The two Voyager space probes launched by NASA in 1977 completed their inspections of the planets Jupiter, Saturn, Uranus, and Neptune back during the 1980s, yet they have continued to contribute to science since then with their ongoing measurements of conditions in the farthest reaches of the solar system. In particular, their observations, along with those of other spacecraft such as NASA’s Interstellar Boundary Explorer (IBEX), have revolutionized space physicists’ understanding of the huge ionized gas (plasma) structure called the heliosphere. See also: Plasma (physics)
The heliosphere is often described as a massive bubble of ionized particles that extends far beyond the Sun and planets. It consists of gas emanating from the Sun as a fast-moving solar wind, which carries along with it energy from the solar magnetic field. When this material is roughly 100 million times as far from the Sun as Earth is (a distance of 90 astronomical units, or 100 AU), the rapid outward expansion of the plasma is checked by pressure from the diffuse but significant interstellar matter (or medium). The solar magnetic field carried along with the solar wind is the major barrier that blocks powerful cosmic rays originating elsewhere in the galaxy from reaching Earth and the rest of the inner solar system. Changes in solar activity that affect the heliosphere alter the solar modulation of these rays. The size and shape of the heliosphere therefore have a direct bearing on how livable conditions on our world are. See also: Cosmic rays; Interstellar matter; Solar magnetic field; Solar wind
For most of the twentieth century, astronomers and space physicists had a relatively simple model for the heliosphere’s structure. They believed that at 80 million AU or so, a standing shock wave, called the termination shock, marked where the solar wind slowed down drastically from supersonic to subsonic speeds. Beyond this lay a region called the heliosheath, where the solar plasma was more compressed, ending in a heliopause where the solar wind encountered interstellar material, stopped expanding, and drifted away with the passing interstellar medium. On the far side of the heliopause, a bow shock of interstellar material crashing into the heliosphere was assumed to occur. The heliosphere was therefore assumed to be spherically symmetrical with a tail of slow-moving material trailing after it as the Sun moved through the Milky Way.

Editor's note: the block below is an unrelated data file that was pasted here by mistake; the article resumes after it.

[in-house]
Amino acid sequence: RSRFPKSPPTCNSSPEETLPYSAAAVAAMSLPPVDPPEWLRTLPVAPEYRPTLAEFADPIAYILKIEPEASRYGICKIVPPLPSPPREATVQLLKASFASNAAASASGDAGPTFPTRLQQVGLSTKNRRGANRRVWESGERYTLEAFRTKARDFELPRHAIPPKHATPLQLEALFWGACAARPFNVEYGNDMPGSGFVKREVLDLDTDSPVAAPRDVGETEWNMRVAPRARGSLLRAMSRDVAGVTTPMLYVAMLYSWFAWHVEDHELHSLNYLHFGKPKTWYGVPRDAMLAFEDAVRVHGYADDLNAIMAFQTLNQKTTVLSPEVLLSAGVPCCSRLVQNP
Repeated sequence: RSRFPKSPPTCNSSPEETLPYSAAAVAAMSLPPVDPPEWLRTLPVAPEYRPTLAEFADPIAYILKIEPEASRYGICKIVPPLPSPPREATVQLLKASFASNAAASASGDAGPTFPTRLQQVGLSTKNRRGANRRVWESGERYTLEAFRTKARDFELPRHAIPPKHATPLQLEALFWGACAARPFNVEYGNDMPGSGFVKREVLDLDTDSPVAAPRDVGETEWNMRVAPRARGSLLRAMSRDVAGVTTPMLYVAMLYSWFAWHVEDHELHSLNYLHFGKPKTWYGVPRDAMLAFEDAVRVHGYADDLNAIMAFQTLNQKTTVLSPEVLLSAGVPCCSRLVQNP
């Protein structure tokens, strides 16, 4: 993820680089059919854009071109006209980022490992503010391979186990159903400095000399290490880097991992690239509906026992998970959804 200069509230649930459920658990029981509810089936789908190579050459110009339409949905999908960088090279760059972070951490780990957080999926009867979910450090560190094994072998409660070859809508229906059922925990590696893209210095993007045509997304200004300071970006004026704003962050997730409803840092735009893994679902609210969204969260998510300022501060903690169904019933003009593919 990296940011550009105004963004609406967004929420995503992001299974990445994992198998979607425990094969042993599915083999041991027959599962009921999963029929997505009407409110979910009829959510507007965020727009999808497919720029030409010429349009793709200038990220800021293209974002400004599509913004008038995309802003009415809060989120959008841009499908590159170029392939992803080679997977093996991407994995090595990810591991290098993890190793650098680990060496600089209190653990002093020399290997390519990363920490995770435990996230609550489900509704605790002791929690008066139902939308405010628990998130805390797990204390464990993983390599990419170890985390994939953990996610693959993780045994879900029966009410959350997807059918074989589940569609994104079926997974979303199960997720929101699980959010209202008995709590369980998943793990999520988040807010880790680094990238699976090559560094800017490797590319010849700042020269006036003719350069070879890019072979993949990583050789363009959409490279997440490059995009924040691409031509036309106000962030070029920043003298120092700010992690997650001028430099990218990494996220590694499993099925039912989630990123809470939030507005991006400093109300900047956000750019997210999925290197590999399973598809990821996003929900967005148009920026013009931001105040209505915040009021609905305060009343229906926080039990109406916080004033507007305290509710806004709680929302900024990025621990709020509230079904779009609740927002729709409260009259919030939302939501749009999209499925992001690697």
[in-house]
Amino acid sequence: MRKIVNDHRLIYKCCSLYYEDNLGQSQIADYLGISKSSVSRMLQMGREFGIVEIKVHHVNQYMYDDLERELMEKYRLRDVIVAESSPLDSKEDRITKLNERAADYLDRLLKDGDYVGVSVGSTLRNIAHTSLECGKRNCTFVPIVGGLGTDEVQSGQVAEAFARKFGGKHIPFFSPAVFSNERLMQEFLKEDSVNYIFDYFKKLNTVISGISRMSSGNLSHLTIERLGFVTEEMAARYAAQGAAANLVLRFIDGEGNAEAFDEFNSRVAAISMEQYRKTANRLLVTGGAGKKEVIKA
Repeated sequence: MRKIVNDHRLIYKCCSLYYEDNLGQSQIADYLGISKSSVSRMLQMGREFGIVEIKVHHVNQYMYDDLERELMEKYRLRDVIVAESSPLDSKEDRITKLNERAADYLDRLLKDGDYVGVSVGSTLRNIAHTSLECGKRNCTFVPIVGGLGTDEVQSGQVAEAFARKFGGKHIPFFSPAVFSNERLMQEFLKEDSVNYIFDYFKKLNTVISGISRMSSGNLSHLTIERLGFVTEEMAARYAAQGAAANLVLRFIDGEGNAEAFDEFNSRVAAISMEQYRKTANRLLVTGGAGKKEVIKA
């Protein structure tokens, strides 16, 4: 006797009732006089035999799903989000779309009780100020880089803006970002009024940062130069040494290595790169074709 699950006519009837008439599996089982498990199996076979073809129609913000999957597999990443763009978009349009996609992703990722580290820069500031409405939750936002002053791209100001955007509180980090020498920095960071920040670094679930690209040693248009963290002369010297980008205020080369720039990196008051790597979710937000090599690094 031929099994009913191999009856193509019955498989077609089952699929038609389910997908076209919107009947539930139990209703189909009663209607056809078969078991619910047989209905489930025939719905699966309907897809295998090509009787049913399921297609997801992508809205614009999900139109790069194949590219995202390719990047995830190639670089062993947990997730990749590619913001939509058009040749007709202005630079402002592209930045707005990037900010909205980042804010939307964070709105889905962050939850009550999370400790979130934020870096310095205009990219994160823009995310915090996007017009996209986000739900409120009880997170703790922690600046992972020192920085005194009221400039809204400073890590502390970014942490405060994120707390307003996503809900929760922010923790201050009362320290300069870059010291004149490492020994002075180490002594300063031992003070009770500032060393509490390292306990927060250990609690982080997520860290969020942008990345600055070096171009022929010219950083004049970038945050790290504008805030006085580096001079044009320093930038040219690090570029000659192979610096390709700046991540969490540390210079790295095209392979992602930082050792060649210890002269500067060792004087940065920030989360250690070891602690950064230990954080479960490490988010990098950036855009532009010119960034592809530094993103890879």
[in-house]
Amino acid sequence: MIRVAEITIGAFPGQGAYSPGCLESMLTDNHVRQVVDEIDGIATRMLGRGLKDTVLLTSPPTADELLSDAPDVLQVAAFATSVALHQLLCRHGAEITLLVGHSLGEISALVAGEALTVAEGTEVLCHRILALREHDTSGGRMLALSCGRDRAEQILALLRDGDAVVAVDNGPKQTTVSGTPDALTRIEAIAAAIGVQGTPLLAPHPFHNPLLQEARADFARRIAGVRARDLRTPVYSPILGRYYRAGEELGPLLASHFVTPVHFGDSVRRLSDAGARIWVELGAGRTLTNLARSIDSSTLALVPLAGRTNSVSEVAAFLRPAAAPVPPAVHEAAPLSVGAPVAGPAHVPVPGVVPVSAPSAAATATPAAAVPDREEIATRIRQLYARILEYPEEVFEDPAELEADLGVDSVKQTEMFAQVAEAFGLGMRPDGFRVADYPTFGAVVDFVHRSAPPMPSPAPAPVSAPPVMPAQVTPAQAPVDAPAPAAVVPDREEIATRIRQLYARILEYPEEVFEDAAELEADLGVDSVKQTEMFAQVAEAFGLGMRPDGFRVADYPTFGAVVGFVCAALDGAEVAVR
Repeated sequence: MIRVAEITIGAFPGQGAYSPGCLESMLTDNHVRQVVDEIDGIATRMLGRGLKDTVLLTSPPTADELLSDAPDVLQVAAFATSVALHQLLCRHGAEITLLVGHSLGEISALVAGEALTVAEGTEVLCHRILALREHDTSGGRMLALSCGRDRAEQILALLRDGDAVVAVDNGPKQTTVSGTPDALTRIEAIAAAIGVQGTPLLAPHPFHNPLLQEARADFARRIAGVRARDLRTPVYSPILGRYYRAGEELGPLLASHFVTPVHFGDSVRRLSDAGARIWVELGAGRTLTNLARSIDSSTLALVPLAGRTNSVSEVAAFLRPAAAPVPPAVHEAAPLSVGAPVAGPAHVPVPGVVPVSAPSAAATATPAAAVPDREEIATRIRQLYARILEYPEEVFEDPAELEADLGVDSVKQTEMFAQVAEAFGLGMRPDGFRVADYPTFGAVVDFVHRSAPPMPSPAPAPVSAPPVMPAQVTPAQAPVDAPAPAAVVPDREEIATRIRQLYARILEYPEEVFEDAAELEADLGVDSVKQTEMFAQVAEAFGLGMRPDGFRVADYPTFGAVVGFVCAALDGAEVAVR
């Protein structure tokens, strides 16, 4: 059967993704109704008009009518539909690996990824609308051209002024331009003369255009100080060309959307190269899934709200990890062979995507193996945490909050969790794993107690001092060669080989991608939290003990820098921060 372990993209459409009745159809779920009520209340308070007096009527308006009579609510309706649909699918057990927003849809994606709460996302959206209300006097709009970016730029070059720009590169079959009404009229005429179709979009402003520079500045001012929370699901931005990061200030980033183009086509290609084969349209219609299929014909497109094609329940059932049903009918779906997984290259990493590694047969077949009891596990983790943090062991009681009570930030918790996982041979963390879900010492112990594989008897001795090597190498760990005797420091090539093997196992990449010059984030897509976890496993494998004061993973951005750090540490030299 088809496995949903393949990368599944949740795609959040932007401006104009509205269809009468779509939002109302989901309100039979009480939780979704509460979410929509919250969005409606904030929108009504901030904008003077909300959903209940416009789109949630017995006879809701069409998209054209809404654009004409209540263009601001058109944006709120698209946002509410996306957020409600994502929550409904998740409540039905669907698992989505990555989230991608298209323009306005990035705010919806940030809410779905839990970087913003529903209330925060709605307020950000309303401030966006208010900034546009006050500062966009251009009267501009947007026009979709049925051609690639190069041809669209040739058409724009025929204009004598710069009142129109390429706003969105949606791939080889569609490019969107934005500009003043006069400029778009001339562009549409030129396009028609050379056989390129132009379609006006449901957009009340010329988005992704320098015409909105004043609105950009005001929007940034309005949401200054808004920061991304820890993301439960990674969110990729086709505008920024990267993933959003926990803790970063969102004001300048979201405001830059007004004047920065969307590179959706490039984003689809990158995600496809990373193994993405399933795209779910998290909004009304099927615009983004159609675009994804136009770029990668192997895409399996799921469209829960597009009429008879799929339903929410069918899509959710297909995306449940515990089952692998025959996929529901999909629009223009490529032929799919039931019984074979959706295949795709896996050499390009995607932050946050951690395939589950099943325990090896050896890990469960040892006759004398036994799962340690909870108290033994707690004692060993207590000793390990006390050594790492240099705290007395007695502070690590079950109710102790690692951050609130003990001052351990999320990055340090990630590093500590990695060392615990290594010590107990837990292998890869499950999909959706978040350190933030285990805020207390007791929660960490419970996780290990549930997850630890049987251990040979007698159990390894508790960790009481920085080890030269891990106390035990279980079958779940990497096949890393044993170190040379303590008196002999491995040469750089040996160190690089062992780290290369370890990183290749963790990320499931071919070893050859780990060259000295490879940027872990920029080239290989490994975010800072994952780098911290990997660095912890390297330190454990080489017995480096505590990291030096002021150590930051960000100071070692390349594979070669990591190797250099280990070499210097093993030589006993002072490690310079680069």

However, measurements by the Voyager spacecraft during the early twenty-first century have called every part of this model into question. Voyager 1 encountered the termination shock in 2005, at a distance of about 94 million AU from the Sun, whereas Voyager 2 crossed into the termination shock in 2007 at about 76 AU, which indicated that the expanse of the heliosphere north of the ecliptic plane was greater than the expanse south of it. The heliosphere therefore seems to be more bullet-shaped than spherical, and set an angle with respect to the plane of the Milky Way. These observations suggest that the interstellar magnetic field may be strong enough to significantly influence the heliosphere’s structure—an idea that was largely dismissed for decades.
Further studies of Voyager data published in 2011 concluded that heliosheath was also surprisingly complicated: The plasma in the leading edge of the heliosheath seemed to be structured into a froth of gigantic bubbles, some of which are 100 million miles across. The leading explanation for this phenomenon is that portions of the solar magnetic field in that part of the heliosphere are fragmenting and reconnecting into loops that organized the plasma into bubbles.
Another surprise from 2012 was the discovery that the heliosphere is not preceded by a bow shock after all. The relative motion of the Sun through the interstellar medium is apparently slower than had been supposed and is not sufficient to create a standing shock wave. Scientists were also started to learn that Voyager 1 is encountering long, organized streams or “superhighways” of charged particles moving through the heliosphere, possibly where the Sun’s magnetic field and the interstellar magnetic field merge. The observation of these particle streams could be an indication that Voyager 1 is on the very edge of the heliosphere and about to enter interstellar space. See also: Voyager crossing superhighway to solar system exit
When Voyager 1 passes out of the heliosphere, it will be the first object made by humans to leave the solar system. Estimates of when Voyager 1 will pass this historic milestone vary considerably. Some space scientists believe it could happen at almost any moment; others think it more likely that the spacecraft still has two or three years of travel ahead of it. See also: Voyager chasing solar system's edge